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Acknowledgements

We thank Gerardo Paz for useful discussions. This research was supported by the Lockheed Martin Corporation, by ARO-MURI Grant W911NF-11-1-0268, by ARO-QA Grant number W911NF-12-1-0523, and and by NSF Grant numbers PHY-969969 and PHY-803304.

Author information

Affiliations

  1. Department of Electrical Engineering, University of Southern California, Los Angeles, California 90089, USA

    • Kristen L. Pudenz
    •  & Daniel A. Lidar
  2. Center for Quantum Information Science & Technology, University of Southern California, Los Angeles, California 90089, USA

    • Kristen L. Pudenz
    • , Tameem Albash
    •  & Daniel A. Lidar
  3. Information Sciences Institute, University of Southern California, Marina del Rey, California 90292, USA

    • Kristen L. Pudenz
  4. Department of Physics and Astronomy, University of Southern California, Los Angeles, California 90089, USA

    • Tameem Albash
    •  & Daniel A. Lidar
  5. Department of Chemistry, University of Southern California, Los Angeles, California 90089, USA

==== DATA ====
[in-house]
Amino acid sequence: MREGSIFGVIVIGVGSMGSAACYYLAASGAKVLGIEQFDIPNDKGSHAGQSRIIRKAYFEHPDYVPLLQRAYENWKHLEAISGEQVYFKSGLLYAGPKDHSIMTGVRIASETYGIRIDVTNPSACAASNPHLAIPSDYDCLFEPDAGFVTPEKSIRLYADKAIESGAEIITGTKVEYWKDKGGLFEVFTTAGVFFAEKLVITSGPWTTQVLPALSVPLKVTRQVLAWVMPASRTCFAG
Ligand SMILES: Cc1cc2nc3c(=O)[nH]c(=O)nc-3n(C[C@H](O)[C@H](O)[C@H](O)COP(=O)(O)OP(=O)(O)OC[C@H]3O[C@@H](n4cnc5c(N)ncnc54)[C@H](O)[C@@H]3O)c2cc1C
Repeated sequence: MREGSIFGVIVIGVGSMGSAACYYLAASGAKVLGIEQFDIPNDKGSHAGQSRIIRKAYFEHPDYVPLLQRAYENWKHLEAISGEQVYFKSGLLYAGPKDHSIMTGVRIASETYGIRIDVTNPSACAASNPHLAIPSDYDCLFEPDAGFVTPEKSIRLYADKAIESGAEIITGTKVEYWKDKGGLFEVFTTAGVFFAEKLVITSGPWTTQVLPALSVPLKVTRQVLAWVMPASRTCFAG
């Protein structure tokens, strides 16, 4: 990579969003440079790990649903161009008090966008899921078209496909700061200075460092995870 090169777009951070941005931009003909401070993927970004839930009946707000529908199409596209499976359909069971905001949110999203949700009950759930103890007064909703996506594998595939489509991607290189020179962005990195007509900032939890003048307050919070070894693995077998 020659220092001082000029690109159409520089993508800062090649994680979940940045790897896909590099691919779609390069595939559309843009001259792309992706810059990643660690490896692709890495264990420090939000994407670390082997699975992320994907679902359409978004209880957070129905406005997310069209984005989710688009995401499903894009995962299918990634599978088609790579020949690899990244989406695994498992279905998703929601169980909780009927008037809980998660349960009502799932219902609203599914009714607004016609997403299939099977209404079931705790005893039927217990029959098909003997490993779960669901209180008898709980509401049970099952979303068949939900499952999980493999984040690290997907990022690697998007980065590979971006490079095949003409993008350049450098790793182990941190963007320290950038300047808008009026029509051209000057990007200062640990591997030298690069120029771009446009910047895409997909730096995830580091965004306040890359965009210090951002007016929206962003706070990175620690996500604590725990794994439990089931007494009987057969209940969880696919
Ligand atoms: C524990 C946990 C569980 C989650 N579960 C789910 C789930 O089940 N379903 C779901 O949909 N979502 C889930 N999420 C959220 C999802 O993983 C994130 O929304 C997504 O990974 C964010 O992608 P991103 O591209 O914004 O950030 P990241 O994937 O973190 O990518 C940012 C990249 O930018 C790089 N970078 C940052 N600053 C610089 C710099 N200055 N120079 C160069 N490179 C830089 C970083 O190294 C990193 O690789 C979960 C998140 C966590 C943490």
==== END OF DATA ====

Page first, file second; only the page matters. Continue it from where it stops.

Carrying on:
• Daniel A. Lidar

Authors

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  2. Search for Tameem Albash in:

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Contributions

K.L.P. invented the four-qubit code used here. D.A.L. and K.L.P. designed the experiments, which K.L.P. performed. T.A. analysed the master equation and performed the numerical simulations. All authors evaluated and analysed the data and theory. D.A.L. wrote the manuscript with input from T.A. and K.L.P.

Competing interests

The authors declare no competing financial interests.

Corresponding author

Correspondence to Daniel A. Lidar.

Supplementary information

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  1. 1.

    Supplementary Information

    Supplementary Figures 1-12, Supplementary Methods, Supplementary Notes 1-4 and Supplementary References